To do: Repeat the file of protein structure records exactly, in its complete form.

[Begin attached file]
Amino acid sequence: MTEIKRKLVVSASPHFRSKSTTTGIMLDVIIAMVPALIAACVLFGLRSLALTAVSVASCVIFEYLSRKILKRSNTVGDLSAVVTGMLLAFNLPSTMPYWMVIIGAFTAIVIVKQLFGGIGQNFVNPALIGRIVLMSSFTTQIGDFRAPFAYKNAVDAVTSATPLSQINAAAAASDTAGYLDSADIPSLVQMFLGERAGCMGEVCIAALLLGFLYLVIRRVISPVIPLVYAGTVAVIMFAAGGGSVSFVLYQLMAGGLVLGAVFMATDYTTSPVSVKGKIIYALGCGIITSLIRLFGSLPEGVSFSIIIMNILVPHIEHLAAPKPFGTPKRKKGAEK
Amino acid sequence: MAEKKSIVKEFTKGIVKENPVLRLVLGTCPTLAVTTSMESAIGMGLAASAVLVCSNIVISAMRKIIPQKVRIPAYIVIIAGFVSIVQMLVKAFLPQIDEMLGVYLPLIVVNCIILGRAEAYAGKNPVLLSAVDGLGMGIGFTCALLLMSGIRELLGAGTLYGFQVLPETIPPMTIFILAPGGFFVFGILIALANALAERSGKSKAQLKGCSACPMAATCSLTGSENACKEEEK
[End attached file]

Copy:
Amino acid sequence: MTEIKRKLVVSASPHFRSKSTTTGIMLDVIIAMVPALIAACVLFGLRSLALTAVSVASCVIFEYLSRKILKRSNTVGDLSAVVTGMLLAFNLPSTMPYWMVIIGAFTAIVIVKQLFGGIGQNFVNPALIGRIVLMSSFTTQIGDFRAPFAYKNAVDAVTSATPLSQINAAAAASDTAGYLDSADIPSLVQMFLGERAGCMGEVCIAALLLGFLYLVIRRVISPVIPLVYAGTVAVIMFAAGGGSVSFVLYQLMAGGLVLGAVFMATDYTTSPVSVKGKIIYALGCGIITSLIRLFGSLPEGVSFSIIIMNILVPHIEHLAAPKPFGTPKRKKGAEK
Amino acid sequence: MAEKKSIVKEFTKGIVKENPVLRLVLGTCPTLAVTTSMESAIGMGLAASAVLVCSNIVISAMRKIIPQKVRIPAYIVIIAGFVSIVQMLVKAFLPQIDEMLGVYLPLIVVNCIILGRAEAYAGKNPVLLSAVDGLGMGIGFTCALLLMSGIRELLGAGTLYGFQVLPETIPPMTIFILAPGGFFVFGILIALANALAERSGKSKAQLKGCSACPMAATCSLTGSENACKEEEK